By the end of 2007, it is possible that the Liberal Party will be out of government throughout Australia. As I noted in part 1 of this post, this has led some people to forecast its demise as an organisation. Like political parties around the world, the long-term trend in Liberal membership is down. But unlike political parties in many other parts of the world, the major Australian political parties have retained large support bases, people who tell pollsters that they ‘generally think of themselves as’ Liberal, Labor, or whatever.
Quite surprisingly, given all that has occurred since, a larger proportion of the electorate generally thought of themselves as Liberals in 2004 than they had in 1967, the first time the question was asked and a year after the Coalition’s biggest ever share of the two-party preferred vote, at the 1966 federal election. 40% were Liberals in 1967, 41.5% in 2004. Because Country Party/National Party identifiers have shrunk from 7% to 3% of the electorate in that time the proportion of Coalition identifiers is down slightly, but the Liberal Party itself has held up very well (though fewer voters overall class themselves as ‘strongly’ preferring their party, with 29% of Liberals strong supporters in 1967 and 21% in 2004). Labor is down 5 percentage points, from 37% to 32%. There was a lot of talk in the 1990s about the rise of minor parties, but in reality the two major parties have proven to be highly durable.
Though Liberal-leaning voters cannot be taken for granted – more on that below – they are a good foundation on which to build towards a majority. While Liberal infighting may damage the party’s electoral prospects, the large Liberal support base shows why it is still an institution worth fighting over. Norman Abjorensen may be right that in theory there is scope for realignment in Australian politics, but in practice the voters aren’t likely to pay enough attention to make it work. The Liberal brand has value, independently of who its key figures at any given time are or what it stands for at any given election. Most people who have voted Liberal at recent state elections will vote Liberal no matter how unimpressive the party’s performance. The trick is in getting enough non-aligned voters and weak supporters of other parties to vote Liberal to secure victory.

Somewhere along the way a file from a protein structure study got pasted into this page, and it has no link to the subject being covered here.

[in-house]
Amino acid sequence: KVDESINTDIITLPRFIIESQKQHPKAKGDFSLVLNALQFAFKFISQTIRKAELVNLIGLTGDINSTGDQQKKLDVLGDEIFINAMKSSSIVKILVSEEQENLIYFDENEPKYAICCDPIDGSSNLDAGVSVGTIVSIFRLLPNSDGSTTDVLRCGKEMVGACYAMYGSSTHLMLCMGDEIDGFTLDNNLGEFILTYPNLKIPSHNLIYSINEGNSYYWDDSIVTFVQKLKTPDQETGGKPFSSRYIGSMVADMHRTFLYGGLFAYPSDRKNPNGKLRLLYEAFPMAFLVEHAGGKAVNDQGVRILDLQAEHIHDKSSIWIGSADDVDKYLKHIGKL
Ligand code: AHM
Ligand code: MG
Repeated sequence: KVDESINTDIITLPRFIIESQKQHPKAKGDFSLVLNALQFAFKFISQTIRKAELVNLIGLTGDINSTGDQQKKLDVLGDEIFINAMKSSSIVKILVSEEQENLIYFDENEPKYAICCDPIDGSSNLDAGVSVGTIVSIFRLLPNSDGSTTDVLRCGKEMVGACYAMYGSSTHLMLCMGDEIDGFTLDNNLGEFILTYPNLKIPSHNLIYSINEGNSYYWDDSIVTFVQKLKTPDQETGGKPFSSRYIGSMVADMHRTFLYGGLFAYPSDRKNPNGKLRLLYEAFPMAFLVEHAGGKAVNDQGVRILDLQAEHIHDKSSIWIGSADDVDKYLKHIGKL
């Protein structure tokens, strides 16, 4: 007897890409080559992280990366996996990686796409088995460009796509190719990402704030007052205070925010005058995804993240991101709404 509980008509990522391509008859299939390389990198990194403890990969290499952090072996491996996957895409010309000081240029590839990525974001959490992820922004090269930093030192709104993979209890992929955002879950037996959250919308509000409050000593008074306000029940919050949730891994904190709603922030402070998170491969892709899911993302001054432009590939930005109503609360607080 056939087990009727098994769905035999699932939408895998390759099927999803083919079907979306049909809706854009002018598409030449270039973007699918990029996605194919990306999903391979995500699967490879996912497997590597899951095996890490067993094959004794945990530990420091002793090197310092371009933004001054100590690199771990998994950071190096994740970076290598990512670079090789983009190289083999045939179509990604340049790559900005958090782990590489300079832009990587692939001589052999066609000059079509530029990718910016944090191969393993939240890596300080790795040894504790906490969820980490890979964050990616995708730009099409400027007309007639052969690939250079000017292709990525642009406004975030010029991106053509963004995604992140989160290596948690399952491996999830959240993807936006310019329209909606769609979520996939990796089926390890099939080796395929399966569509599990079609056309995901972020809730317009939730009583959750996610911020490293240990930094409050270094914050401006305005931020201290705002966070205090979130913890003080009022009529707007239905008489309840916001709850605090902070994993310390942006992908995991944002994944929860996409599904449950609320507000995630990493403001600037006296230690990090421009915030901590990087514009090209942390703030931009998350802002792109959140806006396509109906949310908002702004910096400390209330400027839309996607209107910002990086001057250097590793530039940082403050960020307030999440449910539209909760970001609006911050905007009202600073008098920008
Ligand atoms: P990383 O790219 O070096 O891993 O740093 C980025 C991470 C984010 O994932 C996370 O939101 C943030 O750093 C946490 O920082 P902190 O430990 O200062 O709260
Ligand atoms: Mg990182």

There is little doubt that this task is getting harder. The problem for the Liberals, as I argued in a pessimistic post after the 2004 election, is that while large their support base is ageing. Looking at the 2004 Australian Elelection Survey by generations, among those born up to the end of WWII 48% identify with the Liberals, among the baby boomers (to 1963) 40% identify with the Liberals, among Generation X (to 1979) 37% identify with the Liberals, and among Generation Y (1980-) 34% identify with the Liberals (though Y was a small sample). Labor has a similar problem, but it can get support via Green preferences in the younger groups.
This doesn’t mean that the Liberals can’t win, but it does mean that they find it more difficult to win over younger than older voters. In the 2004 AES, the proportion of people in the WWII and before generations who voted Liberal was nearly the same as the proportion who identified with the Liberals. But for the baby boomers, 3% more voted Liberal than identified with the Liberals, among Gen X 9% more voted Liberal than identified with the Liberals, and among Gen Y 6% more voted Liberal than identified with the Liberals. But the Newspoll two-party preferred results suggest that in 2004 among the 18-34 year olds the Coalition was getting low to mid 40s, mid 40s among the 35-49 year olds, and mid 50s in the 50 years and over group. They are crucial to Liberal victories. No wonder the Howard government is spending so much on health.
The Liberals main electoral targets are the 16% of so of people who say they do not identify with any party and soft supporters of the other parties. The Howard government has, so far, been successful in attracting their support, but state Liberal oppositions have failed to do so. Partly this is probably due to mummy party/daddy party considerations, with the federal sphere playing better to Liberal strengths in economic management, defence and immigration. But incumbency is important in providing opportunities to communicate with the people who aren’t that interested in politics and, if things are going ok, becoming the ‘safer’ alternative. But once an election is lost it is hard to regain those people’s attention and restore their confidence.
So an election defeat in 2007 would be very bad news for Liberals, compounding the problems caused by demographic trends. Yet even if the current relatively weak Liberal support in younger groups persists as they age, on current trends they will still have the largest support base of any party, with left-leaning voters split between the ALP and the Greens and a quarter of voters unaligned. Their base is probably enough to keep the Liberals in the game if they can make themselves look like reasonably competent alternatives to Labor governments that have stuffed up. In the 1980s and early 1990s people were writing the Liberals off, but in the mid-1990s Keating’s failures and Howard’s political discipline brought them back for at least eleven years. It’s happened before, and it can happen again.